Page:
While the UK government has been considering a ban on imports of hunting trophies, the South African government recently approved an annual maximum quota of ten legal trophy hunts of endangered black rhinos for 2022. South Africa has permitted white rhino hunts, without quota limits, since 1972.
Dr Francis Vorhies, Director of OGRC partner initiative, the African Wildlife Economy Institute, comments on how AWEI is exploring the potential for wild food to deliver a range of benefits to people and planet.
Wild plants are of fundamental importance to the wildlife economy, it was emphasised at a dialogue on how to protect and grow the sector, held in Stellenbosch in early March.
The fragility of business models for Africa’s protected areas has been exposed by continent-wide closure of the tourism sector in response to the Covid-19 pandemic. These areas have traditionally relied on three sources of funding – subsidies from national governments, tourism-related revenues such as entrance fees and leasing fees for lodges, and international aid. National funding for African protected areas has always been modest. During the lockdown, tourism revenue disappeared, and multilateral aid flows were redirected to Covid-related priorities.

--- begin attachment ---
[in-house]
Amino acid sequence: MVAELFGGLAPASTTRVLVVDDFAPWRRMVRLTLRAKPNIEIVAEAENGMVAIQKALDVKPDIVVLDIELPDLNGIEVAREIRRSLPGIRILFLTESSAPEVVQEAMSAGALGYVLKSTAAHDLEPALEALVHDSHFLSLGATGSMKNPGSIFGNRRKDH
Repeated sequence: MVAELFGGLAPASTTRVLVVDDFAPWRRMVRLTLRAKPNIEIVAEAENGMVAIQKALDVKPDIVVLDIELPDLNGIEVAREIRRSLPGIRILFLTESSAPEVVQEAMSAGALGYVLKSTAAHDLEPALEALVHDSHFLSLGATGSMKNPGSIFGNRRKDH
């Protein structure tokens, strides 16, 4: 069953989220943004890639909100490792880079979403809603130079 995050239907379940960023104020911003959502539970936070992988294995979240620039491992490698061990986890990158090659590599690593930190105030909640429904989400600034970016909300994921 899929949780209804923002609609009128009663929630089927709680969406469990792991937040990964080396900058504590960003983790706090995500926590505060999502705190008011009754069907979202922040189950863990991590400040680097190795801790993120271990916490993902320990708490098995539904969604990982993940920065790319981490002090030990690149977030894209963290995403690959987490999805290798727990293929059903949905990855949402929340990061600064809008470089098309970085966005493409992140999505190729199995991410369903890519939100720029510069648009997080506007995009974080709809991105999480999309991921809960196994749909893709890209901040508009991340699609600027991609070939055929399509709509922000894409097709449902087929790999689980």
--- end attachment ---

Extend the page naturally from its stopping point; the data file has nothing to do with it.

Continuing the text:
Africa’s iconic wildlife forms a key part of the continent’s identity and is globally significant, both ecologically and economically. As the twenty-first century progresses, how is Africa’s economy likely to evolve and what role will this vital natural heritage play within it?
OGRC partner initiative, the African Wildlife Economy Institute, reflects on the potential of wildlife economies to transform, enhance, and maintain landscapes in Africa and elsewhere that deliver biodiversity conservation, climate resilience, inclusive economic opportunities, and community well-being.